BEIJING • Uighurs from China's Xinjiang region are being given Turkish identity papers by Turkish diplomats and then taken to Turkey, where some are sold to fight for groups like the Islamic State in Iraq and Syria (ISIS) as "cannon fodder", a senior Chinese official has said.
"Turkish embassies in South-east Asia will give them proof of identity," Mr Tong Bishan, division chief of the Ministry of Public Security's Criminal Investigation Department, told foreign reporters in Beijing yesterday. "They are obviously Chinese, but they will give them identities as Turkish nationals."
Upon arriving in Turkey, Uighurs have no chance of finding legal work and some end up with extremist groups, Mr Tong said, like the East Turkestan Islamic Movement, which Beijing accuses of waging an insurrection campaign in Xinjiang to set up their own state.
"They are very easily controlled by certain local forces... They organise the youngsters, they brainwash them, and get them to the front line to fight. They are cannon fodder," Mr Tong said.
"Some are sent to Iraq, some to Syria. The terrorist groups there lack people... They will pay, at least US$2,000 (S$2,700) a person."
The accusations are likely to further anger Ankara, which is already alarmed by the return of more than 100 Uighurs to China from Thailand last week.
The Chinese Ministry of Public Security says all 109 of the Uighurs sent back to China had been on their way to Turkey, Syria or Iraq to join extremist groups to fight. Of them, 13 had fled China after being implicated in terrorist activities, and another two had escaped detention, said a ministry statement.
They fled overseas with the help of recruitment gangs based in Turkey, which were uncovered by a Chinese police investigation, the ministry said.
The development comes at a time when an 80-year-old cleric from Xinjiang has called on Muslims from the region to join ISIS and fight against the "Chinese infidels" in a new propaganda video brought out by the terrorist group.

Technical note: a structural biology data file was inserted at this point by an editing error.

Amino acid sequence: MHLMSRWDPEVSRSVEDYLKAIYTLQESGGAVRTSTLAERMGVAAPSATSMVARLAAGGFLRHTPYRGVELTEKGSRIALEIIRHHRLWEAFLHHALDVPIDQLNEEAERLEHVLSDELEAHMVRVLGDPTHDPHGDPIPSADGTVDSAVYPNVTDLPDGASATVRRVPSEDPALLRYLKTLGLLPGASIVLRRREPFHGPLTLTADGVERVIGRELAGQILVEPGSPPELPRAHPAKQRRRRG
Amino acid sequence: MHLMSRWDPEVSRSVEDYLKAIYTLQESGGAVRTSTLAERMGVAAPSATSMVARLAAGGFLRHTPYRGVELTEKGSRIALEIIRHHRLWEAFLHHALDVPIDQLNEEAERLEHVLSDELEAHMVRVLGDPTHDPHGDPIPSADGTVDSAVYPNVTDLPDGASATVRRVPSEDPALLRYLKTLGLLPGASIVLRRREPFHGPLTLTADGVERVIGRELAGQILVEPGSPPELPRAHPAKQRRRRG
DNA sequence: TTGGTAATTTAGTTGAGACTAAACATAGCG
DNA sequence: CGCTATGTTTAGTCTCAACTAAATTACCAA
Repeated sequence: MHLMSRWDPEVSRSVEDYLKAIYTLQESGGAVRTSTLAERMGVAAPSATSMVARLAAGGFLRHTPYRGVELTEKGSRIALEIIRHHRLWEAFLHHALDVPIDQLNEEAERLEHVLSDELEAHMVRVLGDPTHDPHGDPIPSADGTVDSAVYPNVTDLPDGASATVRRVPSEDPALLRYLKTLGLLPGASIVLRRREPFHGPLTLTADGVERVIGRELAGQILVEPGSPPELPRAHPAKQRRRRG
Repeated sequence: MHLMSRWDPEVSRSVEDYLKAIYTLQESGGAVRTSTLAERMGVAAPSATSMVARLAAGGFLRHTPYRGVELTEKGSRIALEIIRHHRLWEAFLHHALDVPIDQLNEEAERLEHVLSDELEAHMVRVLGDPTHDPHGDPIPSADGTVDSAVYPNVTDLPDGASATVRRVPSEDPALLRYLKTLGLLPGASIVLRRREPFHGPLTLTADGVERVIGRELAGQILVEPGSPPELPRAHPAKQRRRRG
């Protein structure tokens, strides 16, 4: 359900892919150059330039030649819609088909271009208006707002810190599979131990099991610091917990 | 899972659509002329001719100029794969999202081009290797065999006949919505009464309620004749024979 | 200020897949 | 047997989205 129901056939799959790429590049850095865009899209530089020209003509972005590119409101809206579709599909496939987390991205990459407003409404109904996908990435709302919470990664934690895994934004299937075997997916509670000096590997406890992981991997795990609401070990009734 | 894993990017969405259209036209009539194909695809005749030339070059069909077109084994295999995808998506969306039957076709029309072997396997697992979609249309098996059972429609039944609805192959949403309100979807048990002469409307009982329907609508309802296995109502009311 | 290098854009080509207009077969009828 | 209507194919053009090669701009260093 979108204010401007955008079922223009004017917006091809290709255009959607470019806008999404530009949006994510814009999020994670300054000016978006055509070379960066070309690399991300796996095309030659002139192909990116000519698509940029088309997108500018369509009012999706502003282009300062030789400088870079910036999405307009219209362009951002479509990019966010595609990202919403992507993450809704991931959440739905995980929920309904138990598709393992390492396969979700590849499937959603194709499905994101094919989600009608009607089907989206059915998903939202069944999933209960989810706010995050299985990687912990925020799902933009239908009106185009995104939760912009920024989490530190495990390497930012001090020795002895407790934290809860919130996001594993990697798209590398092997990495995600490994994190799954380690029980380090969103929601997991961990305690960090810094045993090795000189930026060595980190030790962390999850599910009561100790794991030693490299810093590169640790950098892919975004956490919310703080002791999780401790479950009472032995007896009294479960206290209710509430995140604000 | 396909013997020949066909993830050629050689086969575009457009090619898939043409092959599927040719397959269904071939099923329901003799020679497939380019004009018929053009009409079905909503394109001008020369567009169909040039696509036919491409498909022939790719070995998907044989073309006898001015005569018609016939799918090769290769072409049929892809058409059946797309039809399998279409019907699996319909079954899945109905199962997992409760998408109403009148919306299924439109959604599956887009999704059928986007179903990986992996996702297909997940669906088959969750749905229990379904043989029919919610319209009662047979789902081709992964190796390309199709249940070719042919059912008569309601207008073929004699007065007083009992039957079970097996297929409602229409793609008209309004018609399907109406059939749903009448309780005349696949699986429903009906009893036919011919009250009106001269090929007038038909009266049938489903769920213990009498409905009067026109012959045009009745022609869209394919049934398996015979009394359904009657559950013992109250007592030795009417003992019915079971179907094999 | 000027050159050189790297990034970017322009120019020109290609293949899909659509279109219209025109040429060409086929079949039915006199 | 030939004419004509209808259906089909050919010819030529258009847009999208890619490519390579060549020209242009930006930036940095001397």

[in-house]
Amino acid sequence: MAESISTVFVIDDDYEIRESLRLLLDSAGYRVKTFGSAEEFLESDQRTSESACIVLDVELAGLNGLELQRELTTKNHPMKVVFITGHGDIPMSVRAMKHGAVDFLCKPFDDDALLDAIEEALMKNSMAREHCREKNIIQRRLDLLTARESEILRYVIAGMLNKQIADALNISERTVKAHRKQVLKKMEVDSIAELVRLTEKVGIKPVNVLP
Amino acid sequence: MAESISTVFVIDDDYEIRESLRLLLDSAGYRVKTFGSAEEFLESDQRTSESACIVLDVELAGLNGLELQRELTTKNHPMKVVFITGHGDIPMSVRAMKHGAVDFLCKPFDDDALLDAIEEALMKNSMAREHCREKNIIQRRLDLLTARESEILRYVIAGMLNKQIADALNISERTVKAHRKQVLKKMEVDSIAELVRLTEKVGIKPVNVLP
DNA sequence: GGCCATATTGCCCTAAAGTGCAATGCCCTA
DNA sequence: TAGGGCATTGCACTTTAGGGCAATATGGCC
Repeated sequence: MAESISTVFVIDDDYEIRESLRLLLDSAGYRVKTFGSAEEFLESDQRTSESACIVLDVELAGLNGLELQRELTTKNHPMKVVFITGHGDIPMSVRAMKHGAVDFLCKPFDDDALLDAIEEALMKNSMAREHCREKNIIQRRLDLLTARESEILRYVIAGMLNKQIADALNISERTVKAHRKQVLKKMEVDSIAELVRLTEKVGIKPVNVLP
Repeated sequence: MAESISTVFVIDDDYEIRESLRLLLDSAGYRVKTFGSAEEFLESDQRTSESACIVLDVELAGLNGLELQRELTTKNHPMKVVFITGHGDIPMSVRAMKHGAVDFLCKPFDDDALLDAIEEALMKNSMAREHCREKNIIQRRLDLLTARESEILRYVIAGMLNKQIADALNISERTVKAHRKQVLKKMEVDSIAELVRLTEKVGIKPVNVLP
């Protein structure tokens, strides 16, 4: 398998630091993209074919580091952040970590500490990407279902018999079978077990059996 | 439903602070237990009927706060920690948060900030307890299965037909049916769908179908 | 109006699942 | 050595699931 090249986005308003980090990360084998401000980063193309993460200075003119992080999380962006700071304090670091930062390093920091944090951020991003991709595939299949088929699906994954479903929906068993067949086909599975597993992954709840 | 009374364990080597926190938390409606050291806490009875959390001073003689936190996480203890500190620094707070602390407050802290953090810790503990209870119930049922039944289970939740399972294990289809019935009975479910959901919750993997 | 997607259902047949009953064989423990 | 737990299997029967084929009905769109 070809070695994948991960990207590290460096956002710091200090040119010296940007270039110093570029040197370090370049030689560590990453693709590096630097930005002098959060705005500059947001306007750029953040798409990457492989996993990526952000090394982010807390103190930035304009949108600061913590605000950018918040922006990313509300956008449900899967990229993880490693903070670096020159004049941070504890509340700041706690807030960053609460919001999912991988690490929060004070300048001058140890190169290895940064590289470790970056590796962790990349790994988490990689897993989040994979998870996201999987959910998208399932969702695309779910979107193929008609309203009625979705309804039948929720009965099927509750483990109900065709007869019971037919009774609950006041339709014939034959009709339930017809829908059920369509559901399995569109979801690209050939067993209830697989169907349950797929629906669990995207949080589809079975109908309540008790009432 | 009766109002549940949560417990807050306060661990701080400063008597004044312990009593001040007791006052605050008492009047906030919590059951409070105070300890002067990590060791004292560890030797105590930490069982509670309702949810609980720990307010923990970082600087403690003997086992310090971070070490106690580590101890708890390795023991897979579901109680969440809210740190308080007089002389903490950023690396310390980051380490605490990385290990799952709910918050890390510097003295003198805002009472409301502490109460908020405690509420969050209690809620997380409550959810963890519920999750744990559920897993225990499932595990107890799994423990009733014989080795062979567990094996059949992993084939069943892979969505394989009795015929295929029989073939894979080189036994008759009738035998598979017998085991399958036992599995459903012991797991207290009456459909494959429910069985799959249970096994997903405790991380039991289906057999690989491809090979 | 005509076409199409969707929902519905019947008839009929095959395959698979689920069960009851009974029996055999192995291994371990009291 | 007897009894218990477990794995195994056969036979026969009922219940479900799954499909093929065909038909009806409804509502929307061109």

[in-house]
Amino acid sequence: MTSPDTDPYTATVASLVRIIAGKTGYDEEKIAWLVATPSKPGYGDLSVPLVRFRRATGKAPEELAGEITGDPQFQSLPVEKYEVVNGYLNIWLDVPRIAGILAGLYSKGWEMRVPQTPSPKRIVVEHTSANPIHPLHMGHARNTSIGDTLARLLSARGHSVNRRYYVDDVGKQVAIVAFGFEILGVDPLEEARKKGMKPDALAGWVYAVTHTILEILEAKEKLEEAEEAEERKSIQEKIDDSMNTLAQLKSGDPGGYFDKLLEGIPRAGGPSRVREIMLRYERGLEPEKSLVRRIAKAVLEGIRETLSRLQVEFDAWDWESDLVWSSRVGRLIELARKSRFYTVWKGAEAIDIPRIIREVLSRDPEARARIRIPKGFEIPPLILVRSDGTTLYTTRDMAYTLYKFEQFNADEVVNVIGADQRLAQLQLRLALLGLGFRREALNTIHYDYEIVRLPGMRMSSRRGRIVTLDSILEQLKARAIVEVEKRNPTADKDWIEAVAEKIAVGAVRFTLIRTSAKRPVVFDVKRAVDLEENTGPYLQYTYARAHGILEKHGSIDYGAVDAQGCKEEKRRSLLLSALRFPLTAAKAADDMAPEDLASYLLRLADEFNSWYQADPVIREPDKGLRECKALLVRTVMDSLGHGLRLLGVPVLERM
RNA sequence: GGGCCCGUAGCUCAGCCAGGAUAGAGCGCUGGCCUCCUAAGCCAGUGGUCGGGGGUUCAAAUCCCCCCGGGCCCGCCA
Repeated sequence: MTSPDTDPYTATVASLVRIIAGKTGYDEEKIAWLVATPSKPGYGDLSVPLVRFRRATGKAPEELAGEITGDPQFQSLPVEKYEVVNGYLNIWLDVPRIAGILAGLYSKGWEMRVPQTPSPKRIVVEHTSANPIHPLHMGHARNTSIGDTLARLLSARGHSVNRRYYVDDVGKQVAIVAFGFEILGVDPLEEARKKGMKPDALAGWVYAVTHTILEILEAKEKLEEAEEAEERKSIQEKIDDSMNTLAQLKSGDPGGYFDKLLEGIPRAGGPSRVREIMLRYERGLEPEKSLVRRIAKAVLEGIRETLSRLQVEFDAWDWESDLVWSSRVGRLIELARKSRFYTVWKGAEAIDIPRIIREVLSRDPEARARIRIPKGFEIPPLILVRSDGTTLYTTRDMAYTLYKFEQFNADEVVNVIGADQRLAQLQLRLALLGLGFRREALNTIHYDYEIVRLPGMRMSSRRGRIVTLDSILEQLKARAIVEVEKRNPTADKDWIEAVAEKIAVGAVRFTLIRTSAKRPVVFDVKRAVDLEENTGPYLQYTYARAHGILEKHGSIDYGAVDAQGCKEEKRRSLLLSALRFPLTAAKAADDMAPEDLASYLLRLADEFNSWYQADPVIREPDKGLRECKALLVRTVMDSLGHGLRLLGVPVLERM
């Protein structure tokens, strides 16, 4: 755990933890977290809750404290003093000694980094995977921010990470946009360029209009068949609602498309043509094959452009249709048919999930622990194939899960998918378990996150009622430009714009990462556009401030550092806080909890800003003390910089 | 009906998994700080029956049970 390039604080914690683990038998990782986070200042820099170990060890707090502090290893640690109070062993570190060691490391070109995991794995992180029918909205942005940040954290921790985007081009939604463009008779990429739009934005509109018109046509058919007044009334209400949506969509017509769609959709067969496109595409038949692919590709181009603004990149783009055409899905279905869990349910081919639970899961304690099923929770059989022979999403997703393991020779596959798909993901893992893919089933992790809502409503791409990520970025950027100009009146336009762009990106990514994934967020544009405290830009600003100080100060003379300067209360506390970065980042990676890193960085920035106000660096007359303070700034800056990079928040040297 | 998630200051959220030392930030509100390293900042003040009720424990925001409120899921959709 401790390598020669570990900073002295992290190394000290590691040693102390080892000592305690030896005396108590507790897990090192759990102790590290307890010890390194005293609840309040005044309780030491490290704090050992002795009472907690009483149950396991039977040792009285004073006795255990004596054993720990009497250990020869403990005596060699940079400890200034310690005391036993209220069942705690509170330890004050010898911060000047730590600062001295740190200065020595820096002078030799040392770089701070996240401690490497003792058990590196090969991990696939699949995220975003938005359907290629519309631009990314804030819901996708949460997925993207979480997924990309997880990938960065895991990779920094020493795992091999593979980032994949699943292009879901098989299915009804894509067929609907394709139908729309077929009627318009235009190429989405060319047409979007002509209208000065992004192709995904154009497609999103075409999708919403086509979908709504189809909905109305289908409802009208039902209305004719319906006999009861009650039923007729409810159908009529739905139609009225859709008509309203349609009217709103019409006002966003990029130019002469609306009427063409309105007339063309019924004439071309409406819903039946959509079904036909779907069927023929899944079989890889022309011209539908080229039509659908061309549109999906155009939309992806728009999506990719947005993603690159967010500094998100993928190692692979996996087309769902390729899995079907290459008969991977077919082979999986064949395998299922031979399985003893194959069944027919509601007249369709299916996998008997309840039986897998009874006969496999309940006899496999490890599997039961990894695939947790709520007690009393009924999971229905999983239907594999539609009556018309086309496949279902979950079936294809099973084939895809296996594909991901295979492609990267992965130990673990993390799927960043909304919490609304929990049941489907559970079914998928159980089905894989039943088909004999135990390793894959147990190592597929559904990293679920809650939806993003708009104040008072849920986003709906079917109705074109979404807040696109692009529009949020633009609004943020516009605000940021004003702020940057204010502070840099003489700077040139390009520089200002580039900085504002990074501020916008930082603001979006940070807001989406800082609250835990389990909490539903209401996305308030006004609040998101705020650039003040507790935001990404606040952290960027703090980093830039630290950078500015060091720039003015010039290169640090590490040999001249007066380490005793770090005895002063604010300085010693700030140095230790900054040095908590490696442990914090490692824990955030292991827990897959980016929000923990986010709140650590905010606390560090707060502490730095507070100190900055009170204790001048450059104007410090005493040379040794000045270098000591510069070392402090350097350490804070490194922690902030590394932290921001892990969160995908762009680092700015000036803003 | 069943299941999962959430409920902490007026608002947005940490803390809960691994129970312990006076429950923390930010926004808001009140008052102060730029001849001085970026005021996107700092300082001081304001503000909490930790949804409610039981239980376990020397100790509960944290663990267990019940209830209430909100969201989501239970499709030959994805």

Claiming that he was once an imam at a mosque in Xinjiang, the cleric, who was identified as Muhammed Amin, says he joined ISIS after learning his son had died fighting for the group, reported The South China Morning Post.
The video, which is 21 minutes long, was uploaded on the Internet last month and appears to have been shot in Aleppo in Syria. It also shows a classroom of Uighur boys wearing headgear bearing the black-and-white ISIS insignia.
One boy points to the flag and says: "O Chinese infidels... we will come to you and raise this flag in Turkestan." He was using the name Uighurs give to Xinjiang.
Mr Tong, who has been helping to lead the Chinese effort to get Uighurs in South-east Asia back to China, said he did not know how many Uighurs were now fighting for ISIS.
But he said that propaganda videos and messages have been found on the mobile phones and computers of some of those who have been returned. "We are providing education and support, to tell them what real Islam is about. They've been listening to and watching stuff on the Internet from irregular imams."
Beijing says the Turkic language-speaking Uighur minority are firstly Chinese nationals, and those who flee China should be returned to their home region.
The deportations have sparked sometimes violent protests in Turkey, home to a large Uighur diaspora. The United States and United Nations have condemned the deportations, and asked Thailand to stop them, saying the Uighurs could face harsh treatment in China. REUTERS